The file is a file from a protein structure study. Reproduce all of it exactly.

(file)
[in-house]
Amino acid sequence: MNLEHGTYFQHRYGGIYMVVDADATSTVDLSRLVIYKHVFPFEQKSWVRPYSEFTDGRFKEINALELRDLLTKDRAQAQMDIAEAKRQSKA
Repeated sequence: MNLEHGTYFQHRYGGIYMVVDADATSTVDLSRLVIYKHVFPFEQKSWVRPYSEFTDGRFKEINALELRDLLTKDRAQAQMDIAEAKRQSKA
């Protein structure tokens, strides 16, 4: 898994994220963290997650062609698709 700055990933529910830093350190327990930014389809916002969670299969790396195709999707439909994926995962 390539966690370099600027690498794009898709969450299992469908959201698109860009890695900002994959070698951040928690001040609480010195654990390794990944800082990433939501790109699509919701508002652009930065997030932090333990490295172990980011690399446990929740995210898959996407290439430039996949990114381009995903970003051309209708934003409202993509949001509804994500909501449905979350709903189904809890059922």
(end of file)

[in-house]
Amino acid sequence: MNLEHGTYFQHRYGGIYMVVDADATSTVDLSRLVIYKHVFPFEQKSWVRPYSEFTDGRFKEINALELRDLLTKDRAQAQMDIAEAKRQSKA
Repeated sequence: MNLEHGTYFQHRYGGIYMVVDADATSTVDLSRLVIYKHVFPFEQKSWVRPYSEFTDGRFKEINALELRDLLTKDRAQAQMDIAEAKRQSKA
């Protein structure tokens, strides 16, 4: 898994994220963290997650062609698709 700055990933529910830093350190327990930014389809916002969670299969790396195709999707439909994926995962 390539966690370099600027690498794009898709969450299992469908959201698109860009890695900002994959070698951040928690001040609480010195654990390794990944800082990433939501790109699509919701508002652009930065997030932090333990490295172990980011690399446990929740995210898959996407290439430039996949990114381009995903970003051309209708934003409202993509949001509804994500909501449905979350709903189904809890059922």